The finding has emerged from a study of autism among 378 Cambridge University students, which found the condition was up to seven times more common among mathematicians than students in other disciplines. It was also five times more common in the siblings of mathematicians....Correlation between autism and having a father in engineering is, in part, what drew me initially to the Einstein Syndrome when Brad was first flagged for autism, and I had a rather myopic view of what autism is. My husband went to MIT, my father in law is faculty there, and my grandfather was also an engineer - all signs that Brad had "einstein syndrome." This seemed like a suitable life-raft for me to cling to at the time.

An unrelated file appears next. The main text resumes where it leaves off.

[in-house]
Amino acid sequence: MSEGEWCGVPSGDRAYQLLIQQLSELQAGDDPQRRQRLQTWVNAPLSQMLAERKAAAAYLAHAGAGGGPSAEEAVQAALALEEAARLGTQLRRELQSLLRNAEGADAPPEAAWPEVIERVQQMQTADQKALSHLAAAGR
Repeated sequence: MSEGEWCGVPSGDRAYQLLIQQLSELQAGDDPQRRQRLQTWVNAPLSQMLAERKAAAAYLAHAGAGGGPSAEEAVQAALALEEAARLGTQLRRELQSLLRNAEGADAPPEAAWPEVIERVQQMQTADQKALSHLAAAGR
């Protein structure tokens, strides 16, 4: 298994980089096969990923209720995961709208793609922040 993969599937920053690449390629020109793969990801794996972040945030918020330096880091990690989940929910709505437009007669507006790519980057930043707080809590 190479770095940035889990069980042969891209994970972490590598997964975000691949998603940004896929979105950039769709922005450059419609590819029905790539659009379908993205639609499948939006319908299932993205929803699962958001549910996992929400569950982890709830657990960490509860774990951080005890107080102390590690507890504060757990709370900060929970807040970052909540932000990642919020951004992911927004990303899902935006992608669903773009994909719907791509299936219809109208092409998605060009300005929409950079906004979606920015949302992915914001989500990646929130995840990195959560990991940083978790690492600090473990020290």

Separate studies have shown that the fathers and grandfathers of children with autism are twice as likely to work in engineering.
I've since rejected the einstein syndrome hypothesis for several reasons which I have blogged about. The study excerpted above is further evidence that the genius/idiot paradigm upon which the Einstein Syndrome rests is false.
The London Times article quotes autism research luminary Simon Baron-Cohen:
Our understanding of autism is undergoing a transformation.
It certainly is. Certain present company excluded.